Thursday, January 20, 2011

Whitworth sophomore receives highly competitive NASA scholarship

Whitworth triple major Brayden Hollis, '13, is one of 100 students in the U.S. to receive NASA's Motivating Undergraduates in Science and Technology (MUST) Scholarship. The scholarship will provide him with up to $10,000 of his tuition and fees, a paid 10-week summer internship at a NASA field center, and the MUST Professional and Academic Support System (PASS), which provides scholars with tutoring, mentoring, and access to various professional development activities.

"It is somewhat overwhelming to win the MUST scholarship," says Hollis, who is from Hillsboro, Ore., and is majoring in mathematics, computer science, and physics. "When I found out, I was almost literally jumping off the walls in excitement. It is definitely a gift from God and I am very grateful."

Hollis says the summer internship will allow him to put in action the concepts he has learned in the classroom, as well as help him get his foot in the door at NASA. He hopes to complete his internship at NASA's Jet Propulsion Laboratories, in Pasadena, Calif., or the Goddard Space Flight Center, in Greenbelt, Md.

Susan Mabry is Hollis's NASA mentor, program advisor and a Whitworth associate professor of computer science. She describes Hollis as an exceptional and well-rounded student who thoroughly enjoys being challenged.

"I'm very excited about the opportunities this program presents for Brayden," Mabry says. "In addition to the notable scholarship support, it will allow him to explore many directions and pave the way for graduate school, as well as provide incredible career possibilities. Brayden is one of those rare students who looks beyond grades or position – he focuses on learning, on mastering material and on seeking ways to employ that knowledge."

Hollis says Mabry is his most influential professor at Whitworth. When he was torn between which two majors to choose out of computer science, mathematics, and physics, she reassured him that he was able to consider them all, and suggested he think about pursuing all three.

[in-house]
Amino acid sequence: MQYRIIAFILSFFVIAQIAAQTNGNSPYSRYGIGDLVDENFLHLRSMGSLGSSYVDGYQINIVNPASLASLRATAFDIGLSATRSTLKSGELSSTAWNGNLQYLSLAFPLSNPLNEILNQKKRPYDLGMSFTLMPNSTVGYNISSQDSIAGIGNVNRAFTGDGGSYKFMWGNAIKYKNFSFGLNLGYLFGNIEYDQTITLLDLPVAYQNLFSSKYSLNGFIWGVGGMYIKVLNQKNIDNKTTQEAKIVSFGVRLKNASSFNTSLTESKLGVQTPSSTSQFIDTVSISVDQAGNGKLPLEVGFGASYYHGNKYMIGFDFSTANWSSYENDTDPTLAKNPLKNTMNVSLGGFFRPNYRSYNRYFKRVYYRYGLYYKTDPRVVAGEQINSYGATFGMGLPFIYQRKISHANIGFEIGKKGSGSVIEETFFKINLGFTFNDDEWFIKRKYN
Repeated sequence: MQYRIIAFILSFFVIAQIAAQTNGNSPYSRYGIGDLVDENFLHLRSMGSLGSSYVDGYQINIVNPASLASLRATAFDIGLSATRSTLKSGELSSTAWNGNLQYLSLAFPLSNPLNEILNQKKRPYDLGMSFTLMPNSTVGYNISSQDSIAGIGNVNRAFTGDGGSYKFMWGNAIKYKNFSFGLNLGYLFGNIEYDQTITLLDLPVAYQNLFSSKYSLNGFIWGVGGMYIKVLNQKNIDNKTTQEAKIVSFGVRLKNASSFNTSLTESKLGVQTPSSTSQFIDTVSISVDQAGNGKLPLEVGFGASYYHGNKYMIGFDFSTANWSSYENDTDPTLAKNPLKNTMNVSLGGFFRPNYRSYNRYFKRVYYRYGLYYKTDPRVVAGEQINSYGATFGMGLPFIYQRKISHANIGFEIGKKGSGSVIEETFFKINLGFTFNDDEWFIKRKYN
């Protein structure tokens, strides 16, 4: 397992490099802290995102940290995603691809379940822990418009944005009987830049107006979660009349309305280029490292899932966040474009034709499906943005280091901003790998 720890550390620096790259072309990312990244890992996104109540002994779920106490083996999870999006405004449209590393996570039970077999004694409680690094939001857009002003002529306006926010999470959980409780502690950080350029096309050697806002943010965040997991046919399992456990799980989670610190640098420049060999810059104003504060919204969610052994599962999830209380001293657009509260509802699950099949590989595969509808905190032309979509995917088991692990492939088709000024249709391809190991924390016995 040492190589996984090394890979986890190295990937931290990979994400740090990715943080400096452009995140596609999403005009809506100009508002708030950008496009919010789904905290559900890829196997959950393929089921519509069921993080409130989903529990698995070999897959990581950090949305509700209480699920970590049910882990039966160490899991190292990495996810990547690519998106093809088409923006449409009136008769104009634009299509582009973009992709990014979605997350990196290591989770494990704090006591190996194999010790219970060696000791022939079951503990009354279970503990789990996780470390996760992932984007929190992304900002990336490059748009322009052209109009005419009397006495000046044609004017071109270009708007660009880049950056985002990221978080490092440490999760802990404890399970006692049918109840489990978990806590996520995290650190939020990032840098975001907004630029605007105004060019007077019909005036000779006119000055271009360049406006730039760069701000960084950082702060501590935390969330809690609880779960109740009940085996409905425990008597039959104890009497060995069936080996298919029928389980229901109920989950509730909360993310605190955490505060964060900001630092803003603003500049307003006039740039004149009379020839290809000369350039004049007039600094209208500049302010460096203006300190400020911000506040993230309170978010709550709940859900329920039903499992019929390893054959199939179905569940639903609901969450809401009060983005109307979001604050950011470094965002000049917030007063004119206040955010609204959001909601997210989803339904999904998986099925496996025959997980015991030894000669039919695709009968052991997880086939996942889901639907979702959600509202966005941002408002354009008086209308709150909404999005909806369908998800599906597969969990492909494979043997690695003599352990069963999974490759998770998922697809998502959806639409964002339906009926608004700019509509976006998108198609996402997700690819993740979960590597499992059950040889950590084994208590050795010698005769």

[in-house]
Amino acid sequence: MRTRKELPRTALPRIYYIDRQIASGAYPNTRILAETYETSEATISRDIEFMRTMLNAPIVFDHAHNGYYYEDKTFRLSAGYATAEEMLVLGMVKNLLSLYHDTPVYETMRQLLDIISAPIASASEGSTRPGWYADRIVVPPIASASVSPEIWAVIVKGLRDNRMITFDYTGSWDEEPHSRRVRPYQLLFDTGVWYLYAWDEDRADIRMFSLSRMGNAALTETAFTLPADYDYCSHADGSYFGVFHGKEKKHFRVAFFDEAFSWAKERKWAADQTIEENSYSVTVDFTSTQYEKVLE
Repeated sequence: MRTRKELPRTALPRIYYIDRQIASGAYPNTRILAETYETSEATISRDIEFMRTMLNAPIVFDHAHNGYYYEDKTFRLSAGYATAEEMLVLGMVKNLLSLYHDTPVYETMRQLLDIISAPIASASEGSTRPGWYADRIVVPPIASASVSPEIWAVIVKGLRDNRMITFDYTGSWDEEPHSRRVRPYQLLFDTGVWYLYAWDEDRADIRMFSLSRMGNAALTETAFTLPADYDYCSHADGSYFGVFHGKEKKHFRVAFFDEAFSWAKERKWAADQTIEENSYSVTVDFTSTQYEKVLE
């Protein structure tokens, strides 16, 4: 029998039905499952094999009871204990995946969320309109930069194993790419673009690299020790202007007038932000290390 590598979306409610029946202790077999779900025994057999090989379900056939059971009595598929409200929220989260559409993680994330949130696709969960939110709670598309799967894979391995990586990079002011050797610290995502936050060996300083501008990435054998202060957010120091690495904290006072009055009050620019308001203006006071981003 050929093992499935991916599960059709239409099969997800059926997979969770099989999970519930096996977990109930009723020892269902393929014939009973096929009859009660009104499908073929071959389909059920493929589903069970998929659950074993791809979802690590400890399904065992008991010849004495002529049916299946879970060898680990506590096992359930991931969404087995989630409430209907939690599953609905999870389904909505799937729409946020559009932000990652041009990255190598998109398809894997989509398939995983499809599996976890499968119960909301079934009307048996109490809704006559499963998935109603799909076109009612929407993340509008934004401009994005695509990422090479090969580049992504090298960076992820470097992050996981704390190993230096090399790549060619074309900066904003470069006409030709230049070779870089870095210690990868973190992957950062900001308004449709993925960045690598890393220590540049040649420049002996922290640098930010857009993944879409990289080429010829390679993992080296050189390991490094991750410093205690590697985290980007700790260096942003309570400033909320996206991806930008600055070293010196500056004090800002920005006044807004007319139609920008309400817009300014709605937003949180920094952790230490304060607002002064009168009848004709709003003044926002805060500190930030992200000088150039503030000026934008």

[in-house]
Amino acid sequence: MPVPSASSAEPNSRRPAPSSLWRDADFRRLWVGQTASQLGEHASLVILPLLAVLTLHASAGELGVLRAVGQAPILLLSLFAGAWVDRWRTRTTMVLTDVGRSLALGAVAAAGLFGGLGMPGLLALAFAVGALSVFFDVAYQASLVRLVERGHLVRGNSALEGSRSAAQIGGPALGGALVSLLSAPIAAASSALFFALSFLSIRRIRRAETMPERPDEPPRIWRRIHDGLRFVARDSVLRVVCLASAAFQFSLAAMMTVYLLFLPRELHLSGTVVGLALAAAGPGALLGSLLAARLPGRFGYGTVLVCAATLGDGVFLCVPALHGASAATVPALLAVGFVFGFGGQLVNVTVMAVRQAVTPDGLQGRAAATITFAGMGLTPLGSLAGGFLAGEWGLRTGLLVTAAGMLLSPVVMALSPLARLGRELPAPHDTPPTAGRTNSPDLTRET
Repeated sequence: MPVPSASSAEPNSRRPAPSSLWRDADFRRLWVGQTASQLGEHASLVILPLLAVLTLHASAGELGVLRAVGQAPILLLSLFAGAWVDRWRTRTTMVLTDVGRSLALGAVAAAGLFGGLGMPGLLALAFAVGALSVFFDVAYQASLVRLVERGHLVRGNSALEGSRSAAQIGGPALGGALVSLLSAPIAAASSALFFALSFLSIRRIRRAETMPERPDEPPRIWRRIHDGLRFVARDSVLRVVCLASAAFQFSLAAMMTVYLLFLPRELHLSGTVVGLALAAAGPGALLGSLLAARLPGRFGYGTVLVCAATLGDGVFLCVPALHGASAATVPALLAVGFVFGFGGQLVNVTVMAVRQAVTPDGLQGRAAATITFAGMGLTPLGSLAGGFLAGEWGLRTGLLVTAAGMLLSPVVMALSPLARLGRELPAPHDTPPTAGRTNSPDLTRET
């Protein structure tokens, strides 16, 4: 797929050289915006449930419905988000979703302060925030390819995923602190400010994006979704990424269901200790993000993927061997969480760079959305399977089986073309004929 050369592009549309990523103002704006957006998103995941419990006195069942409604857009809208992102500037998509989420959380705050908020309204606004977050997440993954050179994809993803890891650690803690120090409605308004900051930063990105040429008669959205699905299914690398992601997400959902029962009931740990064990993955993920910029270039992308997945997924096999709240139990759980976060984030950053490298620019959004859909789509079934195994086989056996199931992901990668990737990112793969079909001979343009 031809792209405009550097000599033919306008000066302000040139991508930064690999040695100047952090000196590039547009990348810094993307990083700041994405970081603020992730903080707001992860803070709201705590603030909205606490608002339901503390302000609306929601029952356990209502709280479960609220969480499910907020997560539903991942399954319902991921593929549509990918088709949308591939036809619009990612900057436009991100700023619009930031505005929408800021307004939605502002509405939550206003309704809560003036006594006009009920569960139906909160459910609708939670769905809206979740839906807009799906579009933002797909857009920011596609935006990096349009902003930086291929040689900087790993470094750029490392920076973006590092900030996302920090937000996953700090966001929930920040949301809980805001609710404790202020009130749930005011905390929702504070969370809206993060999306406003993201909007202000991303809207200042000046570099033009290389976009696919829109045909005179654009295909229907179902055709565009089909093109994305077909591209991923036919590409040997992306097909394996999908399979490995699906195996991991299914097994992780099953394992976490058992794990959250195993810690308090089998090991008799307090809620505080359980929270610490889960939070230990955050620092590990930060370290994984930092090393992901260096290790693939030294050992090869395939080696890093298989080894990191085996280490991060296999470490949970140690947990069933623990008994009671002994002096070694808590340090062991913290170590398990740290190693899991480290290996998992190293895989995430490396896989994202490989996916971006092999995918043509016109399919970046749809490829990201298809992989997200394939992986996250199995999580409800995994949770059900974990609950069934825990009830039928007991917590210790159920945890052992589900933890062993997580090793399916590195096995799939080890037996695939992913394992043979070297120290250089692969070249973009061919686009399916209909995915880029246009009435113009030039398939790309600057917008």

"Dr. Mabry has pushed to me to strive for greatness from the first time I met her," Hollis says. "She definitely has been a great help and support to me."

In addition to his three majors, Hollis maintains a 4.0 GPA, is president of the Running Club and plays French horn in the Whitworth Concert Band. After graduating from Whitworth, he hopes to continue on to graduate school and later to receive a doctorate degree. He plans on pursuing a career in a computer science-related field.

Hollis will retain his scholarship for the rest of his undergraduate education so long as he maintains a 3.0 GPA, completes surveys and projects for MUST, and pursues a major in a "STEM" field – science, technology, engineering, and mathematics.

Since 2001, the number of Whitworth's science majors has grown 50 percent, and they now make up a quarter of the student body. Last December, Whitworth received a $587,494 grant to support its ongoing growth in science majors. Funded by the National Science Foundation, Whitworth's "NSF Scholars: Training Tomorrow's Scientists Today" program will help financially support 48 underrepresented students majoring in the sciences over the next four years. The grant also will fund science tutoring labs and supplemental science instruction for lower-division students. Whitworth was the only liberal arts school to receive the award last year.

The National Aeronautics and Space Administration (NASA) MUST Project aims to attract and retain underserved and underrepresented students in STEM through a progression of educational opportunities; it provides scholarships to non-minorities as well. MUST is managed by the Hispanic College Fund through a consortium that includes the United Negro College Fund Special Programs Corporation and the Society of Hispanic Professional Engineers.

Recipients of the MUST scholarship must be a U.S. citizen and a full-time sophomore or junior at an accredited university in the U.S. or a U.S. Territory. Recipients must also have a 3.0 or higher GPA with a major in science, technology, engineering, or mathematics. Applications for the 2011-2012 MUST scholarship will be accepted until Feb. 1, 2011. Visit http://intern.nasa.gov/ for more information.

Located in Spokane, Wash., Whitworth is a private liberal arts university affiliated with the Presbyterian Church (USA). The university, which has an enrollment of nearly 3,000 students, offers 60 undergraduate and graduate degree programs.

Contact:

Emily Proffitt, public information officer, Whitworth University, (509) 777-4703 or eproffitt@whitworth.edu.